PL/SQL cursors are internal data structures used to execute SQL statements. SELECT statements in PL/SQL programs are implicit cursors. They represent memory areas used by SQL processor to execute SQL commands. PL/SQL cursors are essential part of PL/SQL Blocks to manipulate data in tables.
When you run an SQL statement in Oracle, it is executed in memory area called Context Area. Context area maintains information about the query that includes number of rows affected by the SQL statement and a pointer to the area with the SELECT query output. The rows fetched by the query depending upon query conditions are called the active set. A PL/SQL cursor is a pointer or handle to the context area that stores active set. It allows fetching and processing of data rows after a SELECT statement is executed implicitly or explicitly.
Cursor Types in PL/SQL
Every SQL statement invoked by a user in PL/SQL block and executed by SQL processor is called an implicit cursor. It cannot be controlled programmatically. Its information cannot be processed unlike an explicit cursor.
Features of an Implicit Cursor are
- Any DML statement that executes in a PL/SQL block
- It is automatically created and managed
- The latest DML statement executed in a PL/SQL block is identified as an implicit cursor with SQL keyword
- Implicit cursors associated with UPDATE and DELETE DML statements return the count of rows affected with %ROWCOUNT attribute. It is added to SQL- implicit cursor for latest DML as SQL%ROWCOUNT
- An implicit cursor is associated by default with an SELECT INTO statement fetching values into PL/SQL variables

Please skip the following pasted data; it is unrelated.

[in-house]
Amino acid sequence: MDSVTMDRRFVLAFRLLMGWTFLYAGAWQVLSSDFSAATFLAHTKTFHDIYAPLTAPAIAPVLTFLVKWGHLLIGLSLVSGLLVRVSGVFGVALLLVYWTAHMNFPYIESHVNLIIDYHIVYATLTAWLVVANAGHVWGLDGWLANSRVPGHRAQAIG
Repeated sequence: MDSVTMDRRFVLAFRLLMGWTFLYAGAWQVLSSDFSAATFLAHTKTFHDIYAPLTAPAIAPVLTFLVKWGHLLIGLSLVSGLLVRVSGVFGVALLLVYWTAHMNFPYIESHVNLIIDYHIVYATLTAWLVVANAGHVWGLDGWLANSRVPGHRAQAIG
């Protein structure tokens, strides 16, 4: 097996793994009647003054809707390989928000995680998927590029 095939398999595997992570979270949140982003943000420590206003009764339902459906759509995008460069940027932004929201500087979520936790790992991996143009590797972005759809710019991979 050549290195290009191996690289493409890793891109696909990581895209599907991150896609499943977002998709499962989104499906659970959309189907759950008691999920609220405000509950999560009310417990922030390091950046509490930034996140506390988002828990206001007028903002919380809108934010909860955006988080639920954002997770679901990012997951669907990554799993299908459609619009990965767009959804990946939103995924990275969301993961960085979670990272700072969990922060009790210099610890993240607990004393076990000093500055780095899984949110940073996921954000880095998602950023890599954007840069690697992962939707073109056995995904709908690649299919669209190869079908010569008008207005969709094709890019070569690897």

- The OPEN, FETCH and CLOSE operations of a cursor are performed automatically
- Exception raised by implicit cursor can be difficult to handle
- Implicit cursor are less efficient
A cursor declared in the DECLARE section of a PL/SQL block and given a name is called an explicit cursor. It has a name so it can be handled in a program to access data. Using the PL/SQL looping statements a programmer can fetch individual rows and manipulate the data.
The features of Explicit Cursors are
- An explicit cursor must always be declared in DECLARE section of a block and associated with a SELECT statement that fills the cursor with required data.
- It can be programmatically controlled in a PL/SQL block.
- Exception raised by Explicit cursor can be easily handled
- An explicit cursor has to be opened, its records have to be fetched and it must be closed after use.
- Explicit Cursors are efficient.
PL/SQL Cursor Attributes
PL/SQL cursors can be handled with the help of four attributes. These attributes are common for implicit and explicit cursors. In case of implicit cursor SQL keyword must be added before the attribute. For explicit cursor use the name of the declared cursor before the cursor attributes.
|Attribute||Return Data Type||Working|
|%ISOPEN||BOOLEAN||ISOPEN attribute return TRUE if the cursor is open else returns FALSE|
|%FOUND||BOOLEAN||FOUND attribute return TRUE if a record is fetched from the cursor. Else returns FALSE. If the cursor reaches end of active set, FOUND returns FALSE. If there are no rows in the cursor, it returns FALSE|
|%NOTFOUND||BOOLEAN||NOTFOUND attribute return TRUE if a record is not fetched from the cursor or is not available. IF a record is successfully fetched it returns FALSE. If the cursor reached end of active set, FOUND returns TRUE. If there are no rows in the cursor, it returns TRUE|
|%ROWCOUNT||NUMBER||ROWCOUNT attribute the count of rows affected by DML Statements.|
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